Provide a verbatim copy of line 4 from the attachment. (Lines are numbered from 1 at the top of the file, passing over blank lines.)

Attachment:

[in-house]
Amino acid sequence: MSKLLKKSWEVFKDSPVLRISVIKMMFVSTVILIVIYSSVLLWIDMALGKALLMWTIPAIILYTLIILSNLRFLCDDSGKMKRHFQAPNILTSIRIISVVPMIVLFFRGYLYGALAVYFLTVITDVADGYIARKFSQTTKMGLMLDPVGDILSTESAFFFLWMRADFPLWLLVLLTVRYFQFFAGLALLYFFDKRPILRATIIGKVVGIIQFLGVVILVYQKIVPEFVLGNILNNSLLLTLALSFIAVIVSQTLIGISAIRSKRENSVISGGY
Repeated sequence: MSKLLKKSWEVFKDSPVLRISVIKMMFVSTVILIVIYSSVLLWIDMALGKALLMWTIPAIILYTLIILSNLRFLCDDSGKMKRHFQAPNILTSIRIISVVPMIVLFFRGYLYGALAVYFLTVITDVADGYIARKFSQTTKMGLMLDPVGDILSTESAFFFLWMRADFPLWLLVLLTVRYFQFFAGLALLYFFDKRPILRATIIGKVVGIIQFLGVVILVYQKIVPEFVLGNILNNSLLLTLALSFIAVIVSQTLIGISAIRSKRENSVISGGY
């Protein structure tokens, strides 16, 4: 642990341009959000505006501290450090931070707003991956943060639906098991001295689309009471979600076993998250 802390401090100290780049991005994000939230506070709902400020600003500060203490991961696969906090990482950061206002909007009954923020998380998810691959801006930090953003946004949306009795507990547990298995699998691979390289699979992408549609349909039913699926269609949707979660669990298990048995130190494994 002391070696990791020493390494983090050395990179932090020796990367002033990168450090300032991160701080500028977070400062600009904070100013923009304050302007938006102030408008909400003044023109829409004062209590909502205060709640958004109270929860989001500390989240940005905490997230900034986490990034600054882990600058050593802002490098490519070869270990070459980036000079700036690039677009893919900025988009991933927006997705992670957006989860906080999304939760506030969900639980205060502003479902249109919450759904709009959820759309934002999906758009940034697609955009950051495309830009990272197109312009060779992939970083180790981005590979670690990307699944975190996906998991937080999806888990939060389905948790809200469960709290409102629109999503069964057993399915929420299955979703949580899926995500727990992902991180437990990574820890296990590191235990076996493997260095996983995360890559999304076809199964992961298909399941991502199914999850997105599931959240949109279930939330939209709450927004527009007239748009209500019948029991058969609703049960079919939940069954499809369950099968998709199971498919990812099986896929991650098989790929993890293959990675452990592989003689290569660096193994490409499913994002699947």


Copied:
């Protein structure tokens, strides 16, 4: 642990341009959000505006501290450090931070707003991956943060639906098991001295689309009471979600076993998250 802390401090100290780049991005994000939230506070709902400020600003500060203490991961696969906090990482950061206002909007009954923020998380998810691959801006930090953003946004949306009795507990547990298995699998691979390289699979992408549609349909039913699926269609949707979660669990298990048995130190494994 002391070696990791020493390494983090050395990179932090020796990367002033990168450090300032991160701080500028977070400062600009904070100013923009304050302007938006102030408008909400003044023109829409004062209590909502205060709640958004109270929860989001500390989240940005905490997230900034986490990034600054882990600058050593802002490098490519070869270990070459980036000079700036690039677009893919900025988009991933927006997705992670957006989860906080999304939760506030969900639980205060502003479902249109919450759904709009959820759309934002999906758009940034697609955009950051495309830009990272197109312009060779992939970083180790981005590979670690990307699944975190996906998991937080999806888990939060389905948790809200469960709290409102629109999503069964057993399915929420299955979703949580899926995500727990992902991180437990990574820890296990590191235990076996493997260095996983995360890559999304076809199964992961298909399941991502199914999850997105599931959240949109279930939330939209709450927004527009007239748009209500019948029991058969609703049960079919939940069954499809369950099968998709199971498919990812099986896929991650098989790929993890293959990675452990592989003689290569660096193994490409499913994002699947």